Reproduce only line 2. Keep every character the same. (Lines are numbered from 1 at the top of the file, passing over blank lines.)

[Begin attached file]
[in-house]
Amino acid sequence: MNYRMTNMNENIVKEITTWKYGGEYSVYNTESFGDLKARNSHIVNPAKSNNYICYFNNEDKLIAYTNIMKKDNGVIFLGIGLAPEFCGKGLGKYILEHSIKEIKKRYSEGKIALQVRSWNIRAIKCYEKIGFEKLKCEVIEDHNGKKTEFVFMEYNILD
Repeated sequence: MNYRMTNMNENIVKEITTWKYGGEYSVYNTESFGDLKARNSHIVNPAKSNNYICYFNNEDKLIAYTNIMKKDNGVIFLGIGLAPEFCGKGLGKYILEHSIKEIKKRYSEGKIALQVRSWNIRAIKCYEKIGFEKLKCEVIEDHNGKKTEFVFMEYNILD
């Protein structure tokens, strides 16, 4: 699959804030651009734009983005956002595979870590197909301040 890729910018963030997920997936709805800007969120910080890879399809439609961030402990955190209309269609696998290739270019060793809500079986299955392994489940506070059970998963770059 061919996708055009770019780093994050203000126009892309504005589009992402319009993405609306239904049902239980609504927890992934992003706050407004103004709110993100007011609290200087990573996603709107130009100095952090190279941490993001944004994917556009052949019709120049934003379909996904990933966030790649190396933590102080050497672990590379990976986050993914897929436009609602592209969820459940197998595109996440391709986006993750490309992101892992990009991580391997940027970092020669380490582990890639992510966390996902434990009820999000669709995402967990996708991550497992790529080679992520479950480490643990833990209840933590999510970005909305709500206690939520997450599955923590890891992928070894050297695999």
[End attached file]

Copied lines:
Amino acid sequence: MNYRMTNMNENIVKEITTWKYGGEYSVYNTESFGDLKARNSHIVNPAKSNNYICYFNNEDKLIAYTNIMKKDNGVIFLGIGLAPEFCGKGLGKYILEHSIKEIKKRYSEGKIALQVRSWNIRAIKCYEKIGFEKLKCEVIEDHNGKKTEFVFMEYNILD